Out with the Old and in with the…Old (Again): Rethinking Vocabulary Studies

It’s probably common for language learners to think of vocabulary studies as the work done to acquire new words. However, students must learn the value of studying familiar words more in depth. The main objective of a review and expansion lesson is not to broaden students’ vocabulary, but to make their use of vocabulary more accurate and appropriate. What components could be used to build such a lesson?

1) Synonyms and subtle differences among them. In one video lesson, I limited a group of commonly confused words to three: advise, recommend, and suggest. I addressed their meanings, their collocations, and the grammar required by each verb. Similarities and differences were noted.

2) Controlled practice. In that same video lesson mentioned above, I included two brief exercises to check comprehension of the meanings, collocations, and grammar of each key word. A variety of sentences forces students to focus on linguistic context. They must learn to view their word choice at the sentence level and beyond.

3) Exposure to spoken and written discourse. While the content of my video lesson on advise, recommend, and suggest can stand alone, it certainly gains more value if coupled by material that creates a more tangible social context. The content in the video lesson is mostly limited to written examples. In contrast, Episode 3 of  The Jim & Jen Show places spoken discourse at the forefront of the lesson on giving advice. After viewing the show, students could be prompted to retell parts of the conversation while using key vocabulary:

  • When Jennifer told Jim about her computer problem, he first suggested that she…
  • Jim felt he was in a position to advise Jennifer on computers because…
  • Jim knew of alternatives to backing up files on disks. He recommended…

4) Communicative practice in new contexts.  Part of the challenge of learning vocabulary is using it in a variety of situations. TV and film are powerful tools that can help students apply vocabulary in new contexts. 2-3 well chosen clips from a sitcom or drama can generate original thoughts using key words. In the case of advise, suggest, and recommend, the excerpts below would work well:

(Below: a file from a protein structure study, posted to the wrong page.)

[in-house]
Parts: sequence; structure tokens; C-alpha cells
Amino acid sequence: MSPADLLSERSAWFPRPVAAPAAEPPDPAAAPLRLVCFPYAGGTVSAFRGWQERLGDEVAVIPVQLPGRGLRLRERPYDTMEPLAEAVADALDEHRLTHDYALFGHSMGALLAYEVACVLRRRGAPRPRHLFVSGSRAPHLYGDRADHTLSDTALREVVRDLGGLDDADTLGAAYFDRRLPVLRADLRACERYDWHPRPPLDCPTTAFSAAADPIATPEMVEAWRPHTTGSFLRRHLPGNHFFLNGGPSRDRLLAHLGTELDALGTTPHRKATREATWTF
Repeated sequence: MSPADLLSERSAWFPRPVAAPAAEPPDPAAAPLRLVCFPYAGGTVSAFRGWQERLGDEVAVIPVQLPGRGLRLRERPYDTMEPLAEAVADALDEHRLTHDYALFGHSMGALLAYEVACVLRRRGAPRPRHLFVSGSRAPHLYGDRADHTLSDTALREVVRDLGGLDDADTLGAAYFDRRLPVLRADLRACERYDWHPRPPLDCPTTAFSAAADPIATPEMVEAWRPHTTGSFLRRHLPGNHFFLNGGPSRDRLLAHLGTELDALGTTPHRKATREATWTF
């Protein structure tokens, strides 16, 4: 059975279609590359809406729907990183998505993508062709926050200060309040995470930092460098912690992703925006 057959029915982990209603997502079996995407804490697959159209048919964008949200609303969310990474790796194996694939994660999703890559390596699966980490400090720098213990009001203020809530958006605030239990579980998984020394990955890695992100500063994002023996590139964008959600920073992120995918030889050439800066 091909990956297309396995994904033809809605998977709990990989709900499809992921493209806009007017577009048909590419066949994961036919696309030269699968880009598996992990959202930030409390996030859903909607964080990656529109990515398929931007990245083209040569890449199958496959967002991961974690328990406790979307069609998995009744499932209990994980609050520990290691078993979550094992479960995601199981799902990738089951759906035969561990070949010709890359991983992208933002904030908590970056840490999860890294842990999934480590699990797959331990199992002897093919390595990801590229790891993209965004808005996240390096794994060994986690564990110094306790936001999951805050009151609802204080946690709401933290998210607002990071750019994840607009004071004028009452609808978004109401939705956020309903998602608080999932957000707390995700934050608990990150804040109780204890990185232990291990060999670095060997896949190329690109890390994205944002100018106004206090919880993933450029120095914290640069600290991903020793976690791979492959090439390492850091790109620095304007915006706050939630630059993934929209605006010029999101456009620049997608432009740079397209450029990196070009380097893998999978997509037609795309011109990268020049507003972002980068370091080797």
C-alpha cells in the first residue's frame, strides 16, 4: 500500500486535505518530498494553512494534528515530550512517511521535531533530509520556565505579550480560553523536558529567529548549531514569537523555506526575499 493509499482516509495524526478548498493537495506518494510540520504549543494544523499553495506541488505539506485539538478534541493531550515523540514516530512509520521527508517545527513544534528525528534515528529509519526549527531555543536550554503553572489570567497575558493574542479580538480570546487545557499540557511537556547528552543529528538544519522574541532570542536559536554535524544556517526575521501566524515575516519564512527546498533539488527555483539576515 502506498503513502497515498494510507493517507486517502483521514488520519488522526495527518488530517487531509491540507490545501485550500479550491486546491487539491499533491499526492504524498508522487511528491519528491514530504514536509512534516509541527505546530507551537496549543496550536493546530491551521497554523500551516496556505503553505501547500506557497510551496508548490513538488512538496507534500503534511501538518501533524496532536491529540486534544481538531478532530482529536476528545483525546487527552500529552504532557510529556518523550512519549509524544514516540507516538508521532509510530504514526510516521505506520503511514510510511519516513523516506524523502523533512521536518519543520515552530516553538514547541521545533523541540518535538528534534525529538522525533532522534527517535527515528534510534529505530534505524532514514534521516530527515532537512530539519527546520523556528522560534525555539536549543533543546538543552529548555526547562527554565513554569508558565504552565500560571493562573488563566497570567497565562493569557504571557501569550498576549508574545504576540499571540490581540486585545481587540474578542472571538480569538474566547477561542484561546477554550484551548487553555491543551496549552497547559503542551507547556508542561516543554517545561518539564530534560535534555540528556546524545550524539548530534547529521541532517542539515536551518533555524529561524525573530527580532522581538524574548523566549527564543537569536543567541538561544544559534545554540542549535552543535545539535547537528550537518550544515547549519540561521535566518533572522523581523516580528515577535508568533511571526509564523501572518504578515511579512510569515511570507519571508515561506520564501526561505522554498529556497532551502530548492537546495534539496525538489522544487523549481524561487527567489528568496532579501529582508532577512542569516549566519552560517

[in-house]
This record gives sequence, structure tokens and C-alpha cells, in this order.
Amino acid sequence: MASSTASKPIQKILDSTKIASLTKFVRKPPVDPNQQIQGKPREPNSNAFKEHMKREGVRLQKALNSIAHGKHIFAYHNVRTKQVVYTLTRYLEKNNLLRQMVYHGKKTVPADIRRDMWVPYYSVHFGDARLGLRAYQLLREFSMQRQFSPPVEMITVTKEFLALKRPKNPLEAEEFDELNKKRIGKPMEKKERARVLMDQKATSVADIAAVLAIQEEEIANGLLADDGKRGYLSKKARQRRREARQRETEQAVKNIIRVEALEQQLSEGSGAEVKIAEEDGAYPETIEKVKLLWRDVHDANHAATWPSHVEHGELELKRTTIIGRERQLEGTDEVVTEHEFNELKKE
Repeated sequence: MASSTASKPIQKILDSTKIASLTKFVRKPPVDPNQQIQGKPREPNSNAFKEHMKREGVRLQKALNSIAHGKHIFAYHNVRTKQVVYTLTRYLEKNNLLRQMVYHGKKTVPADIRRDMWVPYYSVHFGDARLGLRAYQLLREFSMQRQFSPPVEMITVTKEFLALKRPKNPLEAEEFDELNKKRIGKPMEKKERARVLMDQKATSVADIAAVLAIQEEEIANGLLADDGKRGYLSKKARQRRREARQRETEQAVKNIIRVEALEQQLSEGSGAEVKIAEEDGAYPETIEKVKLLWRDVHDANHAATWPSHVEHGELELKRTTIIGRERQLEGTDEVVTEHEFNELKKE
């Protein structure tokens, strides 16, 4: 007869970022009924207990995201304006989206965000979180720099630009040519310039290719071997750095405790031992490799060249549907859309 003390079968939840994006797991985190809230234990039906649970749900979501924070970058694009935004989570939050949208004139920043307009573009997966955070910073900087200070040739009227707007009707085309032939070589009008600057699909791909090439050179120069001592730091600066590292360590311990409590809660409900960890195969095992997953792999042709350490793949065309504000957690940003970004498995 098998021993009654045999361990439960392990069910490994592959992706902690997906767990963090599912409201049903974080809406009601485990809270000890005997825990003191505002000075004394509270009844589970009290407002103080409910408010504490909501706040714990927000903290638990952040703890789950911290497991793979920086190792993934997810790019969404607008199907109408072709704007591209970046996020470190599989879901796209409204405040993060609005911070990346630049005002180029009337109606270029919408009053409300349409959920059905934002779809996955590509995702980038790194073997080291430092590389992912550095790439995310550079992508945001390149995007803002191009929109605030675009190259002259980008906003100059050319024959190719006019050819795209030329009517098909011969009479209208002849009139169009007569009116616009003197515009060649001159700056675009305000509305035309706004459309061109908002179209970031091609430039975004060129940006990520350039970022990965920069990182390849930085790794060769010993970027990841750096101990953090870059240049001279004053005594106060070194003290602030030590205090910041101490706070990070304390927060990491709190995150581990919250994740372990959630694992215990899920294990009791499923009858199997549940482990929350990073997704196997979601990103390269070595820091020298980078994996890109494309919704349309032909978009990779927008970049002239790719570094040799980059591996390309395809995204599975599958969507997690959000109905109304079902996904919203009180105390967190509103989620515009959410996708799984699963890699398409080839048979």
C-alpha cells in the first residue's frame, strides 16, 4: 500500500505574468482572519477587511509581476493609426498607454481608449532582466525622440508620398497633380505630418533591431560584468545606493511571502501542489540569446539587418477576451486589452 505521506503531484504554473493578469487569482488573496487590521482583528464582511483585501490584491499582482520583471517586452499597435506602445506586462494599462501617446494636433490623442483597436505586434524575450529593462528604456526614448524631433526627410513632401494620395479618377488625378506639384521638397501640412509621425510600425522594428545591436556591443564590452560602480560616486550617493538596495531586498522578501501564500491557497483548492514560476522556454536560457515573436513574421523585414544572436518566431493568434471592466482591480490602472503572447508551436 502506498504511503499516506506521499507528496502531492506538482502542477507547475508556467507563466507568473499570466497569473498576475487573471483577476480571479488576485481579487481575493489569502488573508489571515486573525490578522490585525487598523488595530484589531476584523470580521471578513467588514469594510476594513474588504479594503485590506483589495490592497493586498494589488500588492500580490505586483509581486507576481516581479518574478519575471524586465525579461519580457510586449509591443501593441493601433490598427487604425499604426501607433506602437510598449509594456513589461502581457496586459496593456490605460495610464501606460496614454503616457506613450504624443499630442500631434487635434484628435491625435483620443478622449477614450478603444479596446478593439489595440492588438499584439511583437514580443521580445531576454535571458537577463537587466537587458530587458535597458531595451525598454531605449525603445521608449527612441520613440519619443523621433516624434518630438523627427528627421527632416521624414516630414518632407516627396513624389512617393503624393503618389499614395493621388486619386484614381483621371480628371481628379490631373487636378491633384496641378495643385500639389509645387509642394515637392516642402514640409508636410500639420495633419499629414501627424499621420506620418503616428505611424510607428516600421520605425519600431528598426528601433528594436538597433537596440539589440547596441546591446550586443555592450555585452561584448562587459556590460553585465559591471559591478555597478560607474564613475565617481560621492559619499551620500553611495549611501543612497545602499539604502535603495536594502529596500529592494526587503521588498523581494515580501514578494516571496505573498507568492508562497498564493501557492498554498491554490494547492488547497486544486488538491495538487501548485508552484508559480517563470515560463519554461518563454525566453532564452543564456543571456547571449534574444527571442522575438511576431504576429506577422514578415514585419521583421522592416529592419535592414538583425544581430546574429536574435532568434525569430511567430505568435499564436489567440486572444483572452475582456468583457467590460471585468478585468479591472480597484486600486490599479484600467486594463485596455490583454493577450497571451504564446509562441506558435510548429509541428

• Family Ties Episode “Speed Trap” Plot: The oldest child, Alex, convinces the elder daughter, Mallory, to help him get drugs so that he can maintain his academic performance. Questions: When Mallory wanted to take drugs before, did Alex advise against it or support her decision? If you were Mallory’s friend, what would you suggest that she do now that Alex wants her to help him get drugs?
  • Family Ties Episode “To Snatch a Keith”  Plot: Steven’s friend, Richard, kidnaps his young son to prevent his ex-wife from taking their son to the west coast. Questions: Does Steven recommend keeping Keith away from his mother? Why or why not? If you were Richard’s lawyer, what would you advise?

3 Comments Add yours

  1. azizk says:

    I have been reading your blog for the last 3 days and find so many interesting topics here. I’ve bookmarked your site hoping that I can take much more benefits from you. Thank you.

    1. englishwithjennifer says:

      I’m glad to hear this. Sometimes, my ideas won’t necessarily be what you’re looking for, so you can either modify them or let them inspire entirely different activities.
      Best wishes!

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